I love vegetables. Artichokes, beans, carrots...all the way down the line to zucchini (with the possible slight exception of green bell peppers which are just not me), I love them all. However, I feel like they are too often just a side issue on my plate. Yes, I'll occasionally toss in an interesting spice mix or maybe try a new vegetable casserole. But most of the time, my meal is about the meat. I'd like to say it's my cultural heritage or some kind of conscious decision, but actually it's mostly just laziness. I know that if I put a nice slab of meat-based protein on his plate my Critic will be happy. I can then play with the sauces and accompaniments to my heart's content, secure in the knowledge that he will at least accept the dinner I've made. It takes a lot of creativity to come up with a completely vegetarian dish that a meat eater won't feel is lacking in substance.
But there is always the exception, isn't there? Last night, the Critic was getting home late from a day of shopping in London and so I only had myself to think of at dinner time. I wanted to roast a big butternut squash so the Boy would have some for lunch this week. As I was reaching for the squash, I accidentally knocked the lid off the basin for my immersion blender, which still had the spices I had ground for a pork roast last week. Fennel, oregano, thyme...the whiff went straight to my head and I knew I had to try it on the squash. Just in case I was wrong about how gorgeous it would be, I only sprinkled it on half the squash, so the Boy could have his untainted by his mother's crazy ideas.
I was not wrong. It was gorgeous. Especially with a red wine onion sauce to top it off.
I had a long time to mull over ways to complete my squash as it slowly roasted in the oven. I played with a few ideas...
Stew? Too likely to become mushy and unpleasant.
Gratin? I made one at Thanksgiving and although the guests all seemed to like it, I felt it was lacking in flavor.
In the end, I decided the best thing I could do was to leave the roast in its glistening caramelized glory on my plate and serve it with some equally glistening caramelized onions. (By now the smell was driving me crazy and I felt a bit like the cat who frantically paces outside our bedroom door meowing from six a.m. every morning...) I was a little dubious about the red wine (can I confess that I thought it would look prettier with the red and orange combination?) but in the end it was the perfect note to round off the dish. The sweetness of the squash was set off by the spice mix and onions and the wine somehow just pulled it all together. My only regret was that I didn't make more of the onion sauce and only have a few tablespoons to go with my lunch portion of squash today. I should have more confidence in my instincts sometimes.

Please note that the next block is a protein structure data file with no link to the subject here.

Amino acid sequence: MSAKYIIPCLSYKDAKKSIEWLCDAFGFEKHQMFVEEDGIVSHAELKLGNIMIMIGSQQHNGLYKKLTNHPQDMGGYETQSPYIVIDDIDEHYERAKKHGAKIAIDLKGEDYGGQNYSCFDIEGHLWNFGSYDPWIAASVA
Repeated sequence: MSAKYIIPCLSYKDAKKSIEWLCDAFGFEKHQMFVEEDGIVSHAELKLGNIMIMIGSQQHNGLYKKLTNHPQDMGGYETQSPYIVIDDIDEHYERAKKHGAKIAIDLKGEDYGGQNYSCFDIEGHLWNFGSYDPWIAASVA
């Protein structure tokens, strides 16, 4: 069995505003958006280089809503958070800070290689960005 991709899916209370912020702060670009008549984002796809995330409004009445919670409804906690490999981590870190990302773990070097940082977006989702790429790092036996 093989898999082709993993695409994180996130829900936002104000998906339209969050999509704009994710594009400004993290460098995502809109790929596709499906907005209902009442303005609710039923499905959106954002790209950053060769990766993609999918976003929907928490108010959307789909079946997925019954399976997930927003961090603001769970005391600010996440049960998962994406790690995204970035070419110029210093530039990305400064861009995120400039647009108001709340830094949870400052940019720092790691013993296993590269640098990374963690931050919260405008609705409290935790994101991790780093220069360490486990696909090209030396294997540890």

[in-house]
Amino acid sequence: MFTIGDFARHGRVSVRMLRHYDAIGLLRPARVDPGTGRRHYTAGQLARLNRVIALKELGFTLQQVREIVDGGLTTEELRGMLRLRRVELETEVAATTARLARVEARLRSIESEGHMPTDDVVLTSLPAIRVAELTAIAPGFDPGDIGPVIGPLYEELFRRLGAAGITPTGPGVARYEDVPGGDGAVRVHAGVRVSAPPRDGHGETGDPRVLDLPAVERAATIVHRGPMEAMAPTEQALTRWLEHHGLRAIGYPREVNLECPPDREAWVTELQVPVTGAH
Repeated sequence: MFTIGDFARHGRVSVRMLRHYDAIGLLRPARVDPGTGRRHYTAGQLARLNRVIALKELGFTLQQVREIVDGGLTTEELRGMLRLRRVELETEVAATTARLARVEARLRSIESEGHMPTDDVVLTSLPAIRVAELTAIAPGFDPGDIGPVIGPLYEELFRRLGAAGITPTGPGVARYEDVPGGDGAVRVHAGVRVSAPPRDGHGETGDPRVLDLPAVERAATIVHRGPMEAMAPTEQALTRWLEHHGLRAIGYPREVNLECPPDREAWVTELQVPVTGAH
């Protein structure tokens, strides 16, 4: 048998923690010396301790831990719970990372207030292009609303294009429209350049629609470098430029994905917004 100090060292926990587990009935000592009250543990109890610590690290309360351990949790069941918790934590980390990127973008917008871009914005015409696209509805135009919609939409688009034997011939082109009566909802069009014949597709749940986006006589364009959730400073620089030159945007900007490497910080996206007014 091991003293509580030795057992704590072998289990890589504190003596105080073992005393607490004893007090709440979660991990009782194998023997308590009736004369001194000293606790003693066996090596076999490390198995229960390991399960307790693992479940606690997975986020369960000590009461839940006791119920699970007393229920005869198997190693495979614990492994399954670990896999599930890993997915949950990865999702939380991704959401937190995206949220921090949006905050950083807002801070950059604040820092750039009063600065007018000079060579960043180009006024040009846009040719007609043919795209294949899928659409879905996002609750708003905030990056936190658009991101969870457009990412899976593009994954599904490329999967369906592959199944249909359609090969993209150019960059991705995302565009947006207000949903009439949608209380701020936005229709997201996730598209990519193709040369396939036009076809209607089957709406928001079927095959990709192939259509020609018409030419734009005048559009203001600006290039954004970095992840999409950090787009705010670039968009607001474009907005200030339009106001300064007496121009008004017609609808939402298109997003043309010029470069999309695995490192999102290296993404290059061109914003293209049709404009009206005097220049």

Roasted Butternut Squash with Red Wine and Onion Sauce
1/2 a Butternut squash
1 Tbs fennel seeds
1/2 Tbs oregano
1/2 Tbs dried thyme
2 dashes of salt, a grinding of pepper
6-8 medium onions
2-3 Tbs olive oil
1-2 glasses of red wine (I used a light Cotes du Rhone)
Preheat the oven to 200c/400F. Grind the spices with one dash of salt (about half a teaspoon) and pepper in a mortar and pestle (if you are masochistic) or your spice grinder/immersion blender container (if you are not). Scoop out the seeds and stringy interior of the butternut squash. Sprinkle it with about half the spice mixture. Bake the squash until tender. Mine was a decent sized squash and took just over an hour.
When the spices smell tantalizing and the squash is nearly done (at about the one hour mark) slice your onions in thick wedges. Toss them in a frying pan with the olive oil and turn up the heat to medium-high. Sprinkle them with the remaining spices and sautée, stirring frequently, until they are soft and a little brown on the edges. Pour in the wine and turn up the heat. Let it bubble away for a while, and then turn down the heat. Taste the sauce: it will probably need a good dash of salt.
When the squash is finished, slice it in thick slabs and pour the sauce over them. This works extremely well as a vegetarian main dish for non-vegetarians for two reasons: 1) squash is very filling and 2) the spice mix tends to "fool" your palate into feeling like you've had meat. I noticed this effect for the first time with Barrett's Egg Feta and Sage Sandwich; although there is no meat in the sandwich, the taste of the sage (it has to be dried to work) brings up the ghost of a taste of sausage. It's a lovely way to keep a meal light and yet extremely satisfying.
I feel like my vegetable street cred has just gone up a notch. I might even try it out on the meat-eating Critic!